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New Energy Economics: Electrical Grid Potentially Can Handle 20 Percent Wind Energy

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Cole Gustafson, NDSU Biofuels Economist Cole Gustafson, NDSU Biofuels Economist
The expansion of electrical transmission infrastructure will provide more flexibility to balance load demands, generation potential and geographic diversity.

By Cole Gustafson, Biofuels Economist

NDSU Extension Service

On Jan. 20, 2010, the National Renewable Energy Lab (NREL) released the results of a 2 1/2 year study that sought to determine if the electrical grid in the eastern half of the country could accommodate up to 20 percent wind energy. In particular, the study assessed the security, stability and reliability of electrical generation at 20 percent wind. The study area included both North and South Dakota, which are part of the eastern interconnect.

The study concluded that the grid potentially could handle up to 20 percent to 30 percent wind energy if there is significant expansion of the transmission infrastructure. Considerable planning for infrastructure expansion will be needed because it takes longer to expand transmission capacity than it does to build new wind plants. Even with a significant investment cost, the overall costs of integration are forecasted to be less than $0.002 per kilowatt hour of electricity used by customers.

The study proceeds to describe several advantages of geographically dispersed wind generation capacity. One of the more important opportunities for high-capacity wind transmission is that it could assist with balancing power supply variability in small areas, primarily urban centers on the East Coast where wind generation is not economically feasible.

Another aspect of the study reviewed our nation’s wind energy potential by both quality and economic dimensions. As previous studies have shown, the Great Plains possess great wind energy development potential. The new NREL study reaffirms this potential, but also finds that wind energy from the Great Plains is even more competitive than previously thought.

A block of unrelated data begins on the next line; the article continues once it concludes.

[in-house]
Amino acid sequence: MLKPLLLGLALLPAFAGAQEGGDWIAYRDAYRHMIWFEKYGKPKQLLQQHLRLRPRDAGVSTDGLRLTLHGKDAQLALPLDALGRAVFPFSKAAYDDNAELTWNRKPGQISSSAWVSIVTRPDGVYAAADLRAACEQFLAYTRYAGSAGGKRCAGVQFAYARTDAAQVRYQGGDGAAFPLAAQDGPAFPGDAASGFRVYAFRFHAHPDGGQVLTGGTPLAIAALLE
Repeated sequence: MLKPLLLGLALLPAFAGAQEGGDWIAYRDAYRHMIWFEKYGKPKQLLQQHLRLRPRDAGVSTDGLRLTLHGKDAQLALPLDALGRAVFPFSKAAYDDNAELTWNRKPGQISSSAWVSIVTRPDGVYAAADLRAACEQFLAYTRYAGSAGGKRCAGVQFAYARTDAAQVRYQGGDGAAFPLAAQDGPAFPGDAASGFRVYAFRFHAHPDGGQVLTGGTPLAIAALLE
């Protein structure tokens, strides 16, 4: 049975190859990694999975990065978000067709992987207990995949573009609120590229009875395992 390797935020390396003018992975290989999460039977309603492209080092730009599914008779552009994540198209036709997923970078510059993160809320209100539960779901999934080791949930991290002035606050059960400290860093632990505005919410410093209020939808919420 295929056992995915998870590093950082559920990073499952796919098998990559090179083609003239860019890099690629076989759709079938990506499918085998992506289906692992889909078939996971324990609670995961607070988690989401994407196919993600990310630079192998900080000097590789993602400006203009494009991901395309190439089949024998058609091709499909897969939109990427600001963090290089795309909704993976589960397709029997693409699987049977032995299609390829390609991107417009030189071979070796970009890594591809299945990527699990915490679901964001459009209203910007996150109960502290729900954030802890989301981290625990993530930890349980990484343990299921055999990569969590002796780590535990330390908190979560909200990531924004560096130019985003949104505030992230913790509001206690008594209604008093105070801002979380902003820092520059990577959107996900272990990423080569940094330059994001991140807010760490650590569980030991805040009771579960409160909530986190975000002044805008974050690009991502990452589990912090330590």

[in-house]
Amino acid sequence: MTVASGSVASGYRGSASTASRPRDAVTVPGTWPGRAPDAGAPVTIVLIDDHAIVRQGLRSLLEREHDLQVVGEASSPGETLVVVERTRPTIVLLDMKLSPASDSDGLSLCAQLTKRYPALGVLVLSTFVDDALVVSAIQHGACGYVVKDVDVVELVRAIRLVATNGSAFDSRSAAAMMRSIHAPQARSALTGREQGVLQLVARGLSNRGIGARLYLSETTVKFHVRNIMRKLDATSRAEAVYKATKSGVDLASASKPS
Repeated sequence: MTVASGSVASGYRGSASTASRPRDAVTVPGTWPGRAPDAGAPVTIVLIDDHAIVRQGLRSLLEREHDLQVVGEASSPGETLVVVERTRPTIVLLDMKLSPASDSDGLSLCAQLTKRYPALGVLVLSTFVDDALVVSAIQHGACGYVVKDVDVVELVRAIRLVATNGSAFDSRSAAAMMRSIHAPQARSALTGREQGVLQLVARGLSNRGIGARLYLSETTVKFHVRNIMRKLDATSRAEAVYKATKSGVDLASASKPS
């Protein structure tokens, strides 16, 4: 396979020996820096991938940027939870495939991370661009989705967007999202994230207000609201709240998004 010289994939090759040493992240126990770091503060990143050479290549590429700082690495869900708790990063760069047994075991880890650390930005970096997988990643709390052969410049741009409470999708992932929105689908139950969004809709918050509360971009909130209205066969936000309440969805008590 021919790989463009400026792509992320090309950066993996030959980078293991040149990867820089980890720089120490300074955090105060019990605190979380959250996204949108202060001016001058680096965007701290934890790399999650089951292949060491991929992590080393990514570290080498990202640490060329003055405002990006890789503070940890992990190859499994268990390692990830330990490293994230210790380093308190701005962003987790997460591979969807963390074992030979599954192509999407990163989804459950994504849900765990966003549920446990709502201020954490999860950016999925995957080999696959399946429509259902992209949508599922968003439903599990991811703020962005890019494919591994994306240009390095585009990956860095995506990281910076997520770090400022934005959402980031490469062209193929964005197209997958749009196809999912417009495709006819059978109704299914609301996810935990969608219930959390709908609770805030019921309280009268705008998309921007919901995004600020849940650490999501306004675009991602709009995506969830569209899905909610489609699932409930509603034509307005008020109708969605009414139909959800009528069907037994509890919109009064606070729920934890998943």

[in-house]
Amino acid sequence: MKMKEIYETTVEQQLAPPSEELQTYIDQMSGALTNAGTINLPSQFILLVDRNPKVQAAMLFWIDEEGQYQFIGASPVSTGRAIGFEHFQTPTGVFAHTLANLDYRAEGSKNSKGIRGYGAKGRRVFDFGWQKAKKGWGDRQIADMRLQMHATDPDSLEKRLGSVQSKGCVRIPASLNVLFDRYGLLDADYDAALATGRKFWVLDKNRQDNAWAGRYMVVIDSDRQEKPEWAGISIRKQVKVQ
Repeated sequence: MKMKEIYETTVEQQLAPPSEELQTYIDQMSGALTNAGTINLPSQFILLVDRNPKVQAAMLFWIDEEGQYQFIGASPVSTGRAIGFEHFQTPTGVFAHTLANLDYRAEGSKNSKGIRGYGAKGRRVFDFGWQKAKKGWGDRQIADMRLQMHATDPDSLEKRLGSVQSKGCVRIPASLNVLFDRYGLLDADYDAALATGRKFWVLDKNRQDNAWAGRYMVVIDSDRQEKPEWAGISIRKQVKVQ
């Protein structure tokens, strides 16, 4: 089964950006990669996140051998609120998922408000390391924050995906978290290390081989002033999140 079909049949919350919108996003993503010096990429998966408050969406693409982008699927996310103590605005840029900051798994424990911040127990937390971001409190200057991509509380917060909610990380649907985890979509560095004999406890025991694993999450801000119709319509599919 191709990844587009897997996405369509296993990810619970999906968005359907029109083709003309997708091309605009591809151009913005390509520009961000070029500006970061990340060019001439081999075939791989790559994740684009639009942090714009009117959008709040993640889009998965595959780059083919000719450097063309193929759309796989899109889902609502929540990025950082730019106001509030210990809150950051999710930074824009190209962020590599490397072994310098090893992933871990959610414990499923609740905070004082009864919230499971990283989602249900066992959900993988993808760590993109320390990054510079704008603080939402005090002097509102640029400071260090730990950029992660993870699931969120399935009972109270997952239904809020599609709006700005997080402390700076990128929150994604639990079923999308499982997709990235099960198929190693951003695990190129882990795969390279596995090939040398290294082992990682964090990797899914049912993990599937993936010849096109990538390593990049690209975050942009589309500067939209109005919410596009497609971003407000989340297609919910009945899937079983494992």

For example, the Great Plains offers 7 percent to 9 percent higher capacity factors than onshore wind resources in the East. These high-demand load centers would have lower long-term electrical generation costs if they began to incorporate Great Plains wind energy, even when higher investment costs associated with expanded transmission capacity are included.

Offshore wind generation plants have capacity factors similar to the Great Plains, but total delivered energy costs are higher because even higher capital costs are incurred for new transmission infrastructure.

The study concludes with a lengthy discussion on the variability of wind energy. In summary, the study finds that improved weather forecasting will assist with power management of the grid when wind energy increases. With more advance warning, system operators will be able to energize natural gas or hydroelectric plants as wind energy resources temporarily decline.

Moreover, expansion of transmission infrastructure will provide more flexibility to balance load demands, generation potential and geographic diversity. As geographic boundaries expand, chances are that wind activity will be high at least someplace in the region.


NDSU Agriculture Communication

Source:Cole Gustafson, (701) 231-7096, cole.gustafson@ndsu.edu
Editor:Rich Mattern, (701) 231-6136, richard.mattern@ndsu.edu
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